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Title: A marine sink for chlorine in natural organic matter [Natural chlorination of marine organic matter]

Chloride, Cl , is the most abundant solute in seawater, amounting to 55% of ions by weight. Cl is more difficult to oxidize than bromide, and marine halogenating enzymes tend to be bromoperoxidases that are incapable of forming organochlorines. Consequently, most halogenated natural products identified in the marine environment are organobromines. Known exceptions include small quantities of volatile chlorocarbons emitted by marine algae and dissolved chlorinated benzoic acids.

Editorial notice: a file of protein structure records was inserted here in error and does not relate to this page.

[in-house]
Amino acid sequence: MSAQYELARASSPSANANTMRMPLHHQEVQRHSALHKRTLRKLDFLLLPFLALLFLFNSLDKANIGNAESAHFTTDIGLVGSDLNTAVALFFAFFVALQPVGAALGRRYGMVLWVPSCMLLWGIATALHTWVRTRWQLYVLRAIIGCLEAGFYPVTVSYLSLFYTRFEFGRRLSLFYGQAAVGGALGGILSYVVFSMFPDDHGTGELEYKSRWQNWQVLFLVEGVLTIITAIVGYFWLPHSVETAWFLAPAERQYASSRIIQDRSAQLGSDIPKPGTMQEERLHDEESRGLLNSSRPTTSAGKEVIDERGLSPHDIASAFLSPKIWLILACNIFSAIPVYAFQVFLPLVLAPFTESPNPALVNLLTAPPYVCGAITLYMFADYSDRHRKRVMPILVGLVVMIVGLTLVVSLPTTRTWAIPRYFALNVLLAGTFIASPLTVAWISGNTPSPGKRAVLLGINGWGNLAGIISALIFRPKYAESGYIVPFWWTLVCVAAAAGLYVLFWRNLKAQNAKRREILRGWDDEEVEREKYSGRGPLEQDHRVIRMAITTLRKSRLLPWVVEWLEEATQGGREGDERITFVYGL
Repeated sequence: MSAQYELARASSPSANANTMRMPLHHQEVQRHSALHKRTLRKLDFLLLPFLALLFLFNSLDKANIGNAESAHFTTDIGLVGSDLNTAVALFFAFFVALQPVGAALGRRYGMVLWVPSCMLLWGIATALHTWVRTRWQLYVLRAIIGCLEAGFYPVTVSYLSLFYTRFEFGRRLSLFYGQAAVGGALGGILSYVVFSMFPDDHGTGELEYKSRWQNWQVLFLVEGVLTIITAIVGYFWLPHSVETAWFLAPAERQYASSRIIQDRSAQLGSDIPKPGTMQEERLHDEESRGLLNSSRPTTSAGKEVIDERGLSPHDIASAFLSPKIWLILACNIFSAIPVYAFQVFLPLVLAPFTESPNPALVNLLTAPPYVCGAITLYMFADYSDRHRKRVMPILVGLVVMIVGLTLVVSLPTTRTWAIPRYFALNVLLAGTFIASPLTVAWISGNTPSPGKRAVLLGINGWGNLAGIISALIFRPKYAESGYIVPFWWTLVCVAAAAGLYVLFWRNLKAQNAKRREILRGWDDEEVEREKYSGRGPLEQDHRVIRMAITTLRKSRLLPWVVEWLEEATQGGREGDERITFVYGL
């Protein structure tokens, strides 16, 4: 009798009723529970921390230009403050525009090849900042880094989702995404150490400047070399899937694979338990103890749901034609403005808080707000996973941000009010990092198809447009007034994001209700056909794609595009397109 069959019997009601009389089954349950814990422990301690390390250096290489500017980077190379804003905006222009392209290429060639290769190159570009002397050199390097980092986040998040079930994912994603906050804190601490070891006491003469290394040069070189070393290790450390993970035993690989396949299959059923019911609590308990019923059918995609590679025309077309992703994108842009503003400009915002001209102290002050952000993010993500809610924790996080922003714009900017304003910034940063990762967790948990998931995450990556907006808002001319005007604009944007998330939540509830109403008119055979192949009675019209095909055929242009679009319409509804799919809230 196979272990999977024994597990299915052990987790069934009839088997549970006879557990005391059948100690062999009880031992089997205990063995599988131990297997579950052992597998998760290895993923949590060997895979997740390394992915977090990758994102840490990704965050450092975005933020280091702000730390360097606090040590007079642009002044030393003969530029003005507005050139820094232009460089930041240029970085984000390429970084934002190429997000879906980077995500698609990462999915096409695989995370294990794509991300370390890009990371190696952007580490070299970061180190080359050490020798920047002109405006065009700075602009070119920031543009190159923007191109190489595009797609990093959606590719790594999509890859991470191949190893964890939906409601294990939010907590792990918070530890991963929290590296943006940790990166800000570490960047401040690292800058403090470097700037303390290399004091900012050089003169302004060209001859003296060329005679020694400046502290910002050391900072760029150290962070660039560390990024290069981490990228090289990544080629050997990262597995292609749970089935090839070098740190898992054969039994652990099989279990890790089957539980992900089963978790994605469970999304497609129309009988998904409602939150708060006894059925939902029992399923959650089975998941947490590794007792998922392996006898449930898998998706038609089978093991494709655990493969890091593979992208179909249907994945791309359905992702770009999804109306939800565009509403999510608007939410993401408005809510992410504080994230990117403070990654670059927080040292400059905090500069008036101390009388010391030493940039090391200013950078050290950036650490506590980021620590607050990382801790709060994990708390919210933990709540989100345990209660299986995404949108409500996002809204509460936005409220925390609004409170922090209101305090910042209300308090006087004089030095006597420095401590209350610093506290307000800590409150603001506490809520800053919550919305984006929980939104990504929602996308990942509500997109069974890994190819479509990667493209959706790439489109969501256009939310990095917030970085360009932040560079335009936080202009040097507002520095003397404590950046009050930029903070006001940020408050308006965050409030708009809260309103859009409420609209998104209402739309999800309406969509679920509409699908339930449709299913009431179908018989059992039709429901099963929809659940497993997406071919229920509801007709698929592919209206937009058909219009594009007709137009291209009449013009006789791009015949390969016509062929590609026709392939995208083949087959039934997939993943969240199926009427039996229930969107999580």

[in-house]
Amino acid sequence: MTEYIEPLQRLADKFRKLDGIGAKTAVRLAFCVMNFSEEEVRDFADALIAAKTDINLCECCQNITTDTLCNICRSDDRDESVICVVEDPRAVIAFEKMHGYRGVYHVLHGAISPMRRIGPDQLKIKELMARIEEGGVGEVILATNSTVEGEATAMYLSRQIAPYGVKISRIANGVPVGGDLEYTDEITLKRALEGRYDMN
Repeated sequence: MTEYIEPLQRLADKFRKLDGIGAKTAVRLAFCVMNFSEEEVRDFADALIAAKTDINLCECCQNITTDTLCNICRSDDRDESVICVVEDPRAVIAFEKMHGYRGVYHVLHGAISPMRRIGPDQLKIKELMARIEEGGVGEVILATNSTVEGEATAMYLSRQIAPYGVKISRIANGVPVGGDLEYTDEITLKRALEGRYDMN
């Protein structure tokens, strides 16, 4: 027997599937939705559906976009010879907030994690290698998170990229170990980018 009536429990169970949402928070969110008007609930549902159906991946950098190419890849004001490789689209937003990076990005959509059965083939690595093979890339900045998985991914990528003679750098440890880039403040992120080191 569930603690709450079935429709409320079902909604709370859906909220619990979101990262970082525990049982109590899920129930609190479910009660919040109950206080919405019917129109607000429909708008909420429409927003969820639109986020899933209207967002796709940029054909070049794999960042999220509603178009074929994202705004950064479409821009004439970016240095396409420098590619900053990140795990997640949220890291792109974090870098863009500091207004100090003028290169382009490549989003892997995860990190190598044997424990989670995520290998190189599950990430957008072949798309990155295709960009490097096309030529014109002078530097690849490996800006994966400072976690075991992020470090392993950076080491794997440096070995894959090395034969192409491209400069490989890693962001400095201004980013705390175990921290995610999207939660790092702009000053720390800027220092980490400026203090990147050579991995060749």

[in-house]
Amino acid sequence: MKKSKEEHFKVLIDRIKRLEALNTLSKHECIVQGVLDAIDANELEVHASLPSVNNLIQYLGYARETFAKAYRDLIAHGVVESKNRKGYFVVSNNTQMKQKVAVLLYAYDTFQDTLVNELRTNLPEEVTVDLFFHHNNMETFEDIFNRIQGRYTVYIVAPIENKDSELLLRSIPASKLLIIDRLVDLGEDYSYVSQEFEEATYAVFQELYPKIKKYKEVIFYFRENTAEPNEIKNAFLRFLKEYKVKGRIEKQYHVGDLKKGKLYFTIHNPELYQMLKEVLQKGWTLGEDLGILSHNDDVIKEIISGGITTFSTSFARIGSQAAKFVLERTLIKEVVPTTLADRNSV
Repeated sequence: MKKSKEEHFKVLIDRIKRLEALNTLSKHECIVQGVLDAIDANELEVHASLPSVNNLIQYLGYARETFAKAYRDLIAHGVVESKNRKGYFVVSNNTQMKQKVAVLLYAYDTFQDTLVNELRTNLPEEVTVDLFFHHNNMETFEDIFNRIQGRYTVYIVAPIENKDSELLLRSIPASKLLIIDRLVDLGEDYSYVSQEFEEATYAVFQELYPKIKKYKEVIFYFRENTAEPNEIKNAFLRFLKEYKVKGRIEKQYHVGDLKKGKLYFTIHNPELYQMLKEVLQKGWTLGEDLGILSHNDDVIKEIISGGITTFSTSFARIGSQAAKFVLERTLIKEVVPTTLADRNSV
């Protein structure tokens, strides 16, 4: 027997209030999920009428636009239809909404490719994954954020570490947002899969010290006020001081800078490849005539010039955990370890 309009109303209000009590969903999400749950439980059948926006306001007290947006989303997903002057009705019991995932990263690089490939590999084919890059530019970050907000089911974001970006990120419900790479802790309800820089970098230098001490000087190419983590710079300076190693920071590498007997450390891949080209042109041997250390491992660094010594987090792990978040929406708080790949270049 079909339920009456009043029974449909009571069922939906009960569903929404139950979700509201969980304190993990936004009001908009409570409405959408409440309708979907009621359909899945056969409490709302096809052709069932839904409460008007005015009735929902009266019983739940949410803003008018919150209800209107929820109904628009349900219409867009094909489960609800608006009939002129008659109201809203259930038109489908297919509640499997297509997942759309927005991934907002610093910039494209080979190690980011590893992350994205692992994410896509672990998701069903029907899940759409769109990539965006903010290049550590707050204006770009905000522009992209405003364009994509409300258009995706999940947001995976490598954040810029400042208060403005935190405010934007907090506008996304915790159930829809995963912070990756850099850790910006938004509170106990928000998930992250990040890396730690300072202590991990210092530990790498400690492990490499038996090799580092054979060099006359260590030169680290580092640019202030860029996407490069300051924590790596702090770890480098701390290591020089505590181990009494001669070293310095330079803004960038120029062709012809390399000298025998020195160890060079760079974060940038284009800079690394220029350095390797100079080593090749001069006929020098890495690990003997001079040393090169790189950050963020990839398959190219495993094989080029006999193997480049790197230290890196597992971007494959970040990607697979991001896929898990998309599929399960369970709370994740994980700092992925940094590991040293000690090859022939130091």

Authors:
 [1] ;  [2] ;  [3] ;  [3] ;  [1] ;  [1] ;  [1]
  1. Marymount Manhattan College, New York, NY (United States)
  2. Brookhaven National Lab. (BNL), Upton, NY (United States)
  3. Univ. of Maine, Walpole, ME (United States)
Publication Date:
Report Number(s):
BNL-108479-2015-JA
Journal ID: ISSN 1752-0894; R&D Project: LS001
Grant/Contract Number:
SC00112704
Type:
Accepted Manuscript
Journal Name:
Nature Geoscience
Additional Journal Information:
Journal Volume: 8; Journal Issue: 8; Journal ID: ISSN 1752-0894
Publisher:
Nature Publishing Group
Research Org:
Brookhaven National Laboratory (BNL), Upton, NY (United States)
Sponsoring Org:
USDOE Office of Science (SC), Basic Energy Sciences (BES) (SC-22)
Country of Publication:
United States
Language:
English
Subject:
36 MATERIALS SCIENCE
OSTI Identifier:
1341508